The savings ratio in Brazil is the lowest amongst both the BRICS and in Latin America. Part of the problem is a very generous state pension scheme. This needs to be reduced, but street protestors may not be too happy with that idea.

At face value, government debt in Brazil does not seem so bad. In fact net debt is 35 per cent of GDP. Wouldn’t the US and the UK love it if their equivalent measure was so low? It is just that net debt is made up of gross debt minus assets, and many of the assets that count towards Brazil’s net debt are highly illiquid and risky. Capital Economics reckons a better measure of net debt would be around 50 per cent of GDP.

Brazil is posting a primary budget surplus, meaning government receipts are greater than expenses before interest on debt – but, thank to high interest rates, Brazilian public debt is rising.

And there is a much deeper woe. Commodity prices have been falling of late, and many, including the World Bank for example, are now forecasting a new phase in what’s called the commodity super cycle, as the massive levels of investment into commodities during the up phase of the super cycle leads to greater supply.

The last few years have been characterised by high commodity prices, poor economic performance in the developed world, and cheap money. As we enter a post QE world, it appears we may also enter a phase of lower commodity prices. For Brazil this may be a perfect storm.

This does not mean that the Brazilian growth story is over, but remember markets tend to overreact and Brazil may be one of the big victims of post QE over-reaction.

© Investment & Business News 2013

10CC had the right sentiments; you just need to swap the word cricket for QE. “I don’t like QE, oh no, I love it”, or so they might have sung. “I was walking down the street,” said the Brazilian Finance Minister, “I heard this dark voice behind me, and I looked around in a state of fright…” But when he turned around he did not see “four faces, one mad; a brother from the gutter”, instead he saw Ben Bernanke and Mervyn King: “They turned to each other.”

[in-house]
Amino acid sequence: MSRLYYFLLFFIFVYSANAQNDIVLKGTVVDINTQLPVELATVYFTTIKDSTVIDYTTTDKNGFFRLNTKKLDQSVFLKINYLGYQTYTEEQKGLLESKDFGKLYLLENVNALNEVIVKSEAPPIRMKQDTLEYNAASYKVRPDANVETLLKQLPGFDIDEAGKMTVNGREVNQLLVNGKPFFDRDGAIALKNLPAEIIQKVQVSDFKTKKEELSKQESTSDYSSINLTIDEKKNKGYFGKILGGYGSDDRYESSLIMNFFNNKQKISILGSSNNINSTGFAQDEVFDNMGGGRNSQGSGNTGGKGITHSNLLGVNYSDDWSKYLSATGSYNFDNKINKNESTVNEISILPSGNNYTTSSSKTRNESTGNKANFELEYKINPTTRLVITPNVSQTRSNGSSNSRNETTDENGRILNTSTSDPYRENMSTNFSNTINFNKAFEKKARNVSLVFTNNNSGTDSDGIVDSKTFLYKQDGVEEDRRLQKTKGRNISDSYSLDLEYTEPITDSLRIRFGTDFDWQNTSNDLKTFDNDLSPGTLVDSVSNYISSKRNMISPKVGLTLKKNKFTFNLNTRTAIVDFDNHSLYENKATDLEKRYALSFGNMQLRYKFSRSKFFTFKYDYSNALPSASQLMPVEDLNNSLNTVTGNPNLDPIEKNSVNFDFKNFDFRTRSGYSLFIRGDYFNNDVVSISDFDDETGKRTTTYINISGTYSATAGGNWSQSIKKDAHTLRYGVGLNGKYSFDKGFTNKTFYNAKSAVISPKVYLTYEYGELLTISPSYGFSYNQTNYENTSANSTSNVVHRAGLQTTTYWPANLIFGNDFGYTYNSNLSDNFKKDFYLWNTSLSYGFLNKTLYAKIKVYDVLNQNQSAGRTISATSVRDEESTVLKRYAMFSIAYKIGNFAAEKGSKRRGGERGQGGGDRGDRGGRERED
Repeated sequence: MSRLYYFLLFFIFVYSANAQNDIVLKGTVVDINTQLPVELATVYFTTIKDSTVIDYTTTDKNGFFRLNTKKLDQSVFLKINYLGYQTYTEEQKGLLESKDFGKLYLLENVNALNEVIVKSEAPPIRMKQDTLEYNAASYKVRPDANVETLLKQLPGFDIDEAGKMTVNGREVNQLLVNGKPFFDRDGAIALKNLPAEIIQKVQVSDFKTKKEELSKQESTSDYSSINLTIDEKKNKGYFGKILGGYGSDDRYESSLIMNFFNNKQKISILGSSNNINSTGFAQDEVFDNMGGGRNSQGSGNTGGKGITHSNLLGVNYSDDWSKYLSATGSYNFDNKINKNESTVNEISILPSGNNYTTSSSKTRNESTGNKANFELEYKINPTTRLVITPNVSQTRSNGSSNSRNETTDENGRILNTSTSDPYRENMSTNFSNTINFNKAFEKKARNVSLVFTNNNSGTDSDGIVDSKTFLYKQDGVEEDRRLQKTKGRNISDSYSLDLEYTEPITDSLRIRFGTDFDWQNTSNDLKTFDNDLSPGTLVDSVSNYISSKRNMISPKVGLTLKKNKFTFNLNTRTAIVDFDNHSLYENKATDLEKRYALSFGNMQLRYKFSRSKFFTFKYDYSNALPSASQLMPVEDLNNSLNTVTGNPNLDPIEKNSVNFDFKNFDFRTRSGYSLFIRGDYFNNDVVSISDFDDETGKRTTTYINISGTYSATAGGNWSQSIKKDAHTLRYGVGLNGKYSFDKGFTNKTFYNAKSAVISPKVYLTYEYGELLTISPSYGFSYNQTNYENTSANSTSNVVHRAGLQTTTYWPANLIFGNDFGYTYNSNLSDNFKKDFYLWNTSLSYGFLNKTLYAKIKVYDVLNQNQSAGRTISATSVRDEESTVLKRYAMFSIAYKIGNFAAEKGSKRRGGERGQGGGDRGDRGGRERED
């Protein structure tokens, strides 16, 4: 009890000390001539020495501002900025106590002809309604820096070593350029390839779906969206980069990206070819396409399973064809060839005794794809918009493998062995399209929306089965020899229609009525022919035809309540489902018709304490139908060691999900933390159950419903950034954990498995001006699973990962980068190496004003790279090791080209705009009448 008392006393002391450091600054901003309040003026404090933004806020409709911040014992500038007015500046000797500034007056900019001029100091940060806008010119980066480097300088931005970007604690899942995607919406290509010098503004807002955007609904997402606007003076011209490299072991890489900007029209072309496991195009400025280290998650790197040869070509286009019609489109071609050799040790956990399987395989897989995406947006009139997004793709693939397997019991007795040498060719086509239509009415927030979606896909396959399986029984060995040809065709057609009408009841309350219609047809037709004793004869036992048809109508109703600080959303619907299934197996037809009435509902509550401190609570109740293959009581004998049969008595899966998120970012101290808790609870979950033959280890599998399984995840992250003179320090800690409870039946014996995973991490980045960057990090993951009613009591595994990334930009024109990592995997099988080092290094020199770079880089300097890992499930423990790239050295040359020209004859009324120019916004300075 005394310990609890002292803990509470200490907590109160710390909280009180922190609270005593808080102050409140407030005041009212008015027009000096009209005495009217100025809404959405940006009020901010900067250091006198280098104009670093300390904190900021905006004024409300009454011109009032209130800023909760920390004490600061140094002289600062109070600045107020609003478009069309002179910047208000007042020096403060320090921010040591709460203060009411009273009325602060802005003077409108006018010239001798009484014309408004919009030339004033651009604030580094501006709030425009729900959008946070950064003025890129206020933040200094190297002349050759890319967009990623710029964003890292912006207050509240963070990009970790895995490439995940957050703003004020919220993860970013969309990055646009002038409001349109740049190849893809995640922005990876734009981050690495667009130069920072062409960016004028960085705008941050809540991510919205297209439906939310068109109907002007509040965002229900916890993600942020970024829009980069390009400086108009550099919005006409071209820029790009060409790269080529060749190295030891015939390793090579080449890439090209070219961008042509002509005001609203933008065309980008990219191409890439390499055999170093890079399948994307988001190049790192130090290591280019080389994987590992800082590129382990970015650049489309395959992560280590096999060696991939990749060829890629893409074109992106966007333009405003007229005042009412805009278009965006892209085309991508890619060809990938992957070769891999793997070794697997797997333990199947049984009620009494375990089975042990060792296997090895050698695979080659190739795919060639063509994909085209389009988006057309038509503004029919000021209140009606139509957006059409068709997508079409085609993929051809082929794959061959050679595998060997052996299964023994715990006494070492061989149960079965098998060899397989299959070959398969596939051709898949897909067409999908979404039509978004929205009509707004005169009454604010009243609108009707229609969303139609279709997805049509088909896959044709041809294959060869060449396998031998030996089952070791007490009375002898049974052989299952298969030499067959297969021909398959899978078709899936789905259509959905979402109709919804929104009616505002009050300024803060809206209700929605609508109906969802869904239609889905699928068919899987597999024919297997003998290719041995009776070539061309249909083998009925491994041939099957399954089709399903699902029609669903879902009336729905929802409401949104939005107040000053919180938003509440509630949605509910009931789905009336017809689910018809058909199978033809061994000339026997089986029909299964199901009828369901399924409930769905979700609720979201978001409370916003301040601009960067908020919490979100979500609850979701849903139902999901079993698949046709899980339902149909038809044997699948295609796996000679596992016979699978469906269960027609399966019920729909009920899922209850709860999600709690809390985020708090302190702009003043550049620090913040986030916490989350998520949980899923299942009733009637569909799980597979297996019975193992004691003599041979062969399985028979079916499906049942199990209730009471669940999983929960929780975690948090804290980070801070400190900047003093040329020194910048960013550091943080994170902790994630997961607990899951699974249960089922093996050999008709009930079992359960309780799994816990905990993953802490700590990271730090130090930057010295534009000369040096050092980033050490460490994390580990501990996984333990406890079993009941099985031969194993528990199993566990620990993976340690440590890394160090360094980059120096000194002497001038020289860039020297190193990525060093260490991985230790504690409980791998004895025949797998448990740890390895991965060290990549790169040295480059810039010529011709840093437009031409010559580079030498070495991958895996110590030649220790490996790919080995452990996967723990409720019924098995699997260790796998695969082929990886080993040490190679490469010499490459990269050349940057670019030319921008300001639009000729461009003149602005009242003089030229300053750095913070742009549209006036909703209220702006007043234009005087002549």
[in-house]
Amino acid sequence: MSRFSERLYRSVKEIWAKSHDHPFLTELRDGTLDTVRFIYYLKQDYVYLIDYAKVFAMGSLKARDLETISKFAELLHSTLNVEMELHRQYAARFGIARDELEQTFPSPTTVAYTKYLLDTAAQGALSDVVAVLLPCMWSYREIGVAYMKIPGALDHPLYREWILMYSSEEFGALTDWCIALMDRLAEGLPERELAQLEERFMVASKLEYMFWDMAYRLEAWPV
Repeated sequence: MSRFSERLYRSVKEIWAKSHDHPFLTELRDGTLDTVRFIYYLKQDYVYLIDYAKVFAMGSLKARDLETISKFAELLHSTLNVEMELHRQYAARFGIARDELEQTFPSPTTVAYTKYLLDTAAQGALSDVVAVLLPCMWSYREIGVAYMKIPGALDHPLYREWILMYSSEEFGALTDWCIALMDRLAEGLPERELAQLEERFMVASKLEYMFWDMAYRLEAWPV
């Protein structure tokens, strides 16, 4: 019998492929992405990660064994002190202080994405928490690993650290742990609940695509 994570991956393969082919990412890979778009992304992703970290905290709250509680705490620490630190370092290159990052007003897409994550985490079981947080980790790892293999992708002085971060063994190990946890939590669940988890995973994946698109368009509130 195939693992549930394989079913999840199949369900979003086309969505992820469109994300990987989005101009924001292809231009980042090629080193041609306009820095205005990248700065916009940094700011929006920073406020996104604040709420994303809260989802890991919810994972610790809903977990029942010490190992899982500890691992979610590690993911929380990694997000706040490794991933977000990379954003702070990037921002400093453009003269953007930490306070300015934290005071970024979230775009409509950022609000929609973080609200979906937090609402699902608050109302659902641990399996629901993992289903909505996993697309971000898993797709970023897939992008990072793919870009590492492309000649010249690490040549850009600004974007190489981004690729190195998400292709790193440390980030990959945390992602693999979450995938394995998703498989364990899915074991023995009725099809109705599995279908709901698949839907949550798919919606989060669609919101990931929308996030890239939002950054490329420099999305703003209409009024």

“They looked him up and down and”, alas, that is where the rhyme stops. “We need quantitative easing, man,” they said. And they then did, they made it, money from the gutter flowed across the world.

The Brazilian Finance Minister called foul; he called it a currency war.

It is not like that now. As the Fed hints that QE may be coming to an end, as good news on the US and UK economy erupts from the bellies of Purchasing Managers Indices, markets fear what will happen if the era of cheap money, or magic money created from the dust, comes to an end.

The FT quoted Marcelo Salomon, an economist at Barclays, who said, “The [Brazilian] government is getting concerned that global liquidity conditions are changing really fast and that this could push the real to a much weaker level.”

So what to do? First off, Brazil has cut its equivalent of a financial transactions tax, which is to say its tax on overseas investment and which is called IOF, from 6 per cent to zero.

Brazil’s Finance Minister, Guido Mantega said, “With the market normalising and the movement of the [US] Federal Reserve to reduce its expansionist policies, we were able to remove this barrier.” But the FT sees the move as more dramatic than that and said that the Brazilian government feared a weakening currency could spark off inflation.

Indeed,  US QE may have been good for Brazil because it kept Brazilian inflation in check.  For that matter, in as much as QE led to higher commodity prices, and Brazil exports commodities, QE may have been very good for Brazil.

Maybe it is time Brazil’s Finance Minister comes clean by admitting, “I don’t like QE, oh no, I love it.”

© Investment & Business News 2013

QE is drawing to a close; that is reason to panic. QE is set to be ramped up; that is reason to panic. That is what some say who see any news as bad news, including news that is totally contradictory.